Government’s Occupational Safety and Health (OSH) Department on Monday said the Chinese manganese mine workers did not use protective gears while clearing a tunnel laden with the histoplasmosis fungus that claimed two lives and sickened 12 others.
The histoplasmosis fungus is said to be associated with decayed bat droppings.
The Environmental Protection Agency (EPA) said no green-light would be given for work to resume until a full assessment of the site has been done.
OSH Consultant, Gwyneth King told a news conference that the workers were not wearing respiratory masks during their prolonged exposure in the tunnels. “Our information to date was that the workers were not wearing personal protective equipment. That is to say they were not wearing respirators so they were exposed to breathing in the fungal infection,” she said.
She declined to say whether the Guyana Manganese Incorporated (GMI) would be punished as a report was being finalised.
The GMI, she said, informed authorities that the protective gear was at a wharf in Guyana awaiting customs clearance, but she did not verify whether that was so.
King said workers performing such duties should have worn personal protective equipment or risked exposing themselves.
One Guyanese was also afflicted by the fungal infection, which if inhaled over a long period, could eventually prove fatal especially in persons with weakened immune systems.
Two other persons were up to Monday in-patients at the Pakero District Hospital. China has since evacuated 10 of its nationals who were in recovery.
Chief Medical Officer, Dr. Shamdeo Persaud said initially the Georgetown Public Hospital had said two Chinese nationals died due to leptospirosis-related complications. However, tests done by the Caribbean Public Health Agency and the United States and China disease control centres confirmed that the cause of the illness was histoplasmosis.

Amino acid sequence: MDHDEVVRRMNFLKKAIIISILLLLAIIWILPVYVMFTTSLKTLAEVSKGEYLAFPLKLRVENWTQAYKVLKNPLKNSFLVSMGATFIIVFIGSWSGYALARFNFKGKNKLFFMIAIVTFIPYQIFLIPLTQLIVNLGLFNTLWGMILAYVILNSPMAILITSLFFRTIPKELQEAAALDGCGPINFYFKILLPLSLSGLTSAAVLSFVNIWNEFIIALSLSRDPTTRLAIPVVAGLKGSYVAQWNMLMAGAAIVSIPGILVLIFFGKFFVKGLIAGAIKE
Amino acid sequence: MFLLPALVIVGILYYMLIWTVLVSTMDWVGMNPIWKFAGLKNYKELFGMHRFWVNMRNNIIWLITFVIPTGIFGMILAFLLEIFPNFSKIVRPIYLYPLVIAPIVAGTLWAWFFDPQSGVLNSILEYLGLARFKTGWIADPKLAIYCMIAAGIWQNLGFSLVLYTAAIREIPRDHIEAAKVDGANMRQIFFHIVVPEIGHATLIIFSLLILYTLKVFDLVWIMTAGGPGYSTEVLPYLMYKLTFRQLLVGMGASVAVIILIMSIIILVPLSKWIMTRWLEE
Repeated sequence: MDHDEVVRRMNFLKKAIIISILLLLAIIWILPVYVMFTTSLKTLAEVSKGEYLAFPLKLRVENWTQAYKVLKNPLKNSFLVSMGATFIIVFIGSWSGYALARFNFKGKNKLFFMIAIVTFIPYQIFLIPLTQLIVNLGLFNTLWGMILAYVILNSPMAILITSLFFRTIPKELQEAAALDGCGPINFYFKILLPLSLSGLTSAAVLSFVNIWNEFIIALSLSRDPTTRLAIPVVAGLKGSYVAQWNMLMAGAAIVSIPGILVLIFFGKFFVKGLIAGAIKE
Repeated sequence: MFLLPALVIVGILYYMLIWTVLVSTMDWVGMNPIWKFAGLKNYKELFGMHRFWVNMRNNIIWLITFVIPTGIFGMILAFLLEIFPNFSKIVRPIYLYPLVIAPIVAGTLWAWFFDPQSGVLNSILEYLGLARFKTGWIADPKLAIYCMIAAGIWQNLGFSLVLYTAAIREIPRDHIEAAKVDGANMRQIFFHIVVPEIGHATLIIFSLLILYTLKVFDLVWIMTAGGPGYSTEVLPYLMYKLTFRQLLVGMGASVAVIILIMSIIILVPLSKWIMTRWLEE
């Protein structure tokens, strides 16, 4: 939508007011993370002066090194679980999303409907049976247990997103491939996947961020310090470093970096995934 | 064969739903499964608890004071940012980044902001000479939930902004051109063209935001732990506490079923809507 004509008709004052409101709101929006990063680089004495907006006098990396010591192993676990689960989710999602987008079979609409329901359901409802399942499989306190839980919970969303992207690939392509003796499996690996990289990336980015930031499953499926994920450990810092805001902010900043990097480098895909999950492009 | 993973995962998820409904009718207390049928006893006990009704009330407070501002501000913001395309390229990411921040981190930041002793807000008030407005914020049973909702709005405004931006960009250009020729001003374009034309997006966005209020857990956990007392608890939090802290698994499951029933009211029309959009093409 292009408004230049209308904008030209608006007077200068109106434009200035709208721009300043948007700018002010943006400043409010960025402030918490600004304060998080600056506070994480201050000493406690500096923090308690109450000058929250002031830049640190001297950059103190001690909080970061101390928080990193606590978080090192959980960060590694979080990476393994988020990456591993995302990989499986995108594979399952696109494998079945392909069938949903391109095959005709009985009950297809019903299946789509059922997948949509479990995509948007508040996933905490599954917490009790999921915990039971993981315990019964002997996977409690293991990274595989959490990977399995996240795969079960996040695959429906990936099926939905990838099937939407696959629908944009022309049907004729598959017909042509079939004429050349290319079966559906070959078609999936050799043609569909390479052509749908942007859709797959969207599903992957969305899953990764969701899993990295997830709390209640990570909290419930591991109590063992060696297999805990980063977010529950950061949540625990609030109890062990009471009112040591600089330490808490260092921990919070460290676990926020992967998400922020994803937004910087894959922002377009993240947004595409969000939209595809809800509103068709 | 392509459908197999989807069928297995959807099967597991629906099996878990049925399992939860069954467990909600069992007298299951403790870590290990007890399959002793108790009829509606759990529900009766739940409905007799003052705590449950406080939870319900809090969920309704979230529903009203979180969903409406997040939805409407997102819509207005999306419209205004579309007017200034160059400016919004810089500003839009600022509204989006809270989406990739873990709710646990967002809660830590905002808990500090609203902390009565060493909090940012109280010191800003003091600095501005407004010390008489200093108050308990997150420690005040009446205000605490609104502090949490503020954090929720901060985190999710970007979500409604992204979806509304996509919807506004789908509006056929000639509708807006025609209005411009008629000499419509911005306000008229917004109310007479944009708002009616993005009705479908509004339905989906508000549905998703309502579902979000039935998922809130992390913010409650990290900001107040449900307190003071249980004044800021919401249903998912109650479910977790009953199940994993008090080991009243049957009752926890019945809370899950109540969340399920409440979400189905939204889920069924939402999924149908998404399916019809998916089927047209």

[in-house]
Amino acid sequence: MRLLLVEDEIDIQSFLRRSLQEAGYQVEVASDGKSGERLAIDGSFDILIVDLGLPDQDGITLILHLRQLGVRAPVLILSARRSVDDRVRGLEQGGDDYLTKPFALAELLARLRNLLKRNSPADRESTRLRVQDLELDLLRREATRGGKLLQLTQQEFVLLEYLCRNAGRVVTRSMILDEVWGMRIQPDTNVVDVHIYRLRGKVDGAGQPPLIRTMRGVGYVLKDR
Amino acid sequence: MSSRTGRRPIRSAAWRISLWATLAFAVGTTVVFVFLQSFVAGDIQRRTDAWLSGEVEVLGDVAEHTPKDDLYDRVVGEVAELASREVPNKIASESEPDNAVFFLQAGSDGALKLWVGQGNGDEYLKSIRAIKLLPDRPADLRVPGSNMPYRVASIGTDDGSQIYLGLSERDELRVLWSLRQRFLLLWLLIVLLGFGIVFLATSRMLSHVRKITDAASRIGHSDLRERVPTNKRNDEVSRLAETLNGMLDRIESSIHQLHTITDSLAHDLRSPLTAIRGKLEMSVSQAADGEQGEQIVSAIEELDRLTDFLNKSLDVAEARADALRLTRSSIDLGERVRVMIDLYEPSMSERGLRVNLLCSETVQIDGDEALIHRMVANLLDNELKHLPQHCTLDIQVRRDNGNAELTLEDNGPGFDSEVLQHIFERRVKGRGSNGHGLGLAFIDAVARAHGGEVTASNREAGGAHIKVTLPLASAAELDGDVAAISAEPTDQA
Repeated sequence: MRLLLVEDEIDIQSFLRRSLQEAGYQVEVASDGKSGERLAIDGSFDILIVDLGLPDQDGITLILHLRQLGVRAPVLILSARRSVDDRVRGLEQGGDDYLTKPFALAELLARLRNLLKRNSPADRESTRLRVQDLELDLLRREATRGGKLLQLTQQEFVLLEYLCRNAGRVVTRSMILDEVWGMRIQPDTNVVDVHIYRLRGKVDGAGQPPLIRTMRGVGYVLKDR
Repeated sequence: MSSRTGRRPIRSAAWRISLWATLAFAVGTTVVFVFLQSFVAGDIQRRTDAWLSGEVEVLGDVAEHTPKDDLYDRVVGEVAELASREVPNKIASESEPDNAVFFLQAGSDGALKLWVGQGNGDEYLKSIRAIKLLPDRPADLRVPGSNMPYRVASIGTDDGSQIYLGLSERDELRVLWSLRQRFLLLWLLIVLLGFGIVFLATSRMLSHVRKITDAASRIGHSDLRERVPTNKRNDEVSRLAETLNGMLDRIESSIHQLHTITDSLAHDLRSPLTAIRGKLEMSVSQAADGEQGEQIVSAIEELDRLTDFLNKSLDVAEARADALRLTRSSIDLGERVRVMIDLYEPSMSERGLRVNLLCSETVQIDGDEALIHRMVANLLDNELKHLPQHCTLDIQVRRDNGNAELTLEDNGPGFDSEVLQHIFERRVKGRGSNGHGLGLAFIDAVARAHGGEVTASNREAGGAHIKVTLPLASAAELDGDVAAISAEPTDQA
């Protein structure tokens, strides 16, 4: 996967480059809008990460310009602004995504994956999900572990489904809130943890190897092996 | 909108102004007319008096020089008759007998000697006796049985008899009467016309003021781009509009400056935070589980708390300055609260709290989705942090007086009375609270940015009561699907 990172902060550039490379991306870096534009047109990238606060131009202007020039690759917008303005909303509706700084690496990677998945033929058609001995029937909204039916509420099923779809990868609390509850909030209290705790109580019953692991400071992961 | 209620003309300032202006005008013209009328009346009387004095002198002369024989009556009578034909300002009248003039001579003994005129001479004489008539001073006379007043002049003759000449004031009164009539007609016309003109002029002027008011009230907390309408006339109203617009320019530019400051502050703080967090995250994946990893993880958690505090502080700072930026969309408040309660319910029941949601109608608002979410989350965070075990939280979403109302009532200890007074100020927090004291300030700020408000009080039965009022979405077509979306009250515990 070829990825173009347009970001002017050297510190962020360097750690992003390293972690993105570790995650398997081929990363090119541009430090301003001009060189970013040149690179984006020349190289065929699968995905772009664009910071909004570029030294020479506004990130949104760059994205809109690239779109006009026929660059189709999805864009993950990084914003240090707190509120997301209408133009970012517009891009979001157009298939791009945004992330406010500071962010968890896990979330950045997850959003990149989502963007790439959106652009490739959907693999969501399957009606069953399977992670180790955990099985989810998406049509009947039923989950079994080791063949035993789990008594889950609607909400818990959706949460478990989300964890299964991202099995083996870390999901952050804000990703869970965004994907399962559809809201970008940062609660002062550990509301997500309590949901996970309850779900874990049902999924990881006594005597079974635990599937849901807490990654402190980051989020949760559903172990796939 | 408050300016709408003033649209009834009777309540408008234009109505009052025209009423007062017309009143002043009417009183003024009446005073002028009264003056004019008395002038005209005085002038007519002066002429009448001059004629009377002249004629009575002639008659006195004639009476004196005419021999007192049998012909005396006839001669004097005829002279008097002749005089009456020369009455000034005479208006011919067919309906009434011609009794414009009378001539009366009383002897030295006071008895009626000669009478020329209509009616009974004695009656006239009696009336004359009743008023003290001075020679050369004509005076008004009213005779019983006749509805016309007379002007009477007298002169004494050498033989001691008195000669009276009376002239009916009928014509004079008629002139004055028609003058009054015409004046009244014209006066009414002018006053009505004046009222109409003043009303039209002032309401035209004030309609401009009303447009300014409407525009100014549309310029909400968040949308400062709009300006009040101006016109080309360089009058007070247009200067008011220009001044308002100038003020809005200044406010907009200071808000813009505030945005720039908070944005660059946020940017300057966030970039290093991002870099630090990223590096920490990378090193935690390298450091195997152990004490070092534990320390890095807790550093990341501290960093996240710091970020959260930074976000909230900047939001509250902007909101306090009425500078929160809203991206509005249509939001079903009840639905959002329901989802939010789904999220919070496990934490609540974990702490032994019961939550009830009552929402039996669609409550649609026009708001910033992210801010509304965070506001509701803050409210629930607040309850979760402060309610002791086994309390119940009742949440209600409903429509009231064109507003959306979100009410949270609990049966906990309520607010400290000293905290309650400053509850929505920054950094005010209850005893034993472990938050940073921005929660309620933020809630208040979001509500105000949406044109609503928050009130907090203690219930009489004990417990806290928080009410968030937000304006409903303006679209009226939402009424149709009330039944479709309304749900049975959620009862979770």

Persaud said the cumulative exposure by the mine workers ranged from four minutes to 84 hours over 10 days. He said the two who died were among those who had spent a longer time in the tunnel. “It definitely indicated that longer periods of exposure in the tunnel were the ones most likely to come down with severe disease at risk and to make the assumption that it was really a dose-dependent exposure,” he said
He said one of 23 workers interviewed indicated that he had a mask.
Noting that one of the challenges facing OSH inspectors was the difficulty getting to mining locations, King said her department had not been aware that GMI had been engaging in mining operations. The Department has 10 of the required 15 staff members.
EPA Senior Environmental Officer, Camille Adams said work at the manganese mine would not be allowed to restart until a full assessment is conducted. “We will have to ensure that when we get the complete assessment done in the area. That will then determine what goes forward,” she said.
Adams said the manganese mine was undergoing the authorisation process when news broke over two weeks ago that a number of the workers had been sickened by an unidentified condition. She disclosed that GMI officials had visited the EPA on March 12 to discuss what they could have done before the assessment had been completed. “They were permitted to do some rudimentary works in the area, not mining,” she said, adding that involved clearing vegetation to open up the area for the next stage and construct a workshop.
Adams said the EPA collaborates with the Ministry of Agriculture, Guyana Geology and Mines Commission and the Ministry of Public Health as well as other stakeholders to allow them an opportunity to include their views.
The Chief Medical Officer said the Ministry of Public Health had tracked down the travel route of the Chinese workers who had arrived in Guyana through neighbouring Suriname where there had been a report of H1N1.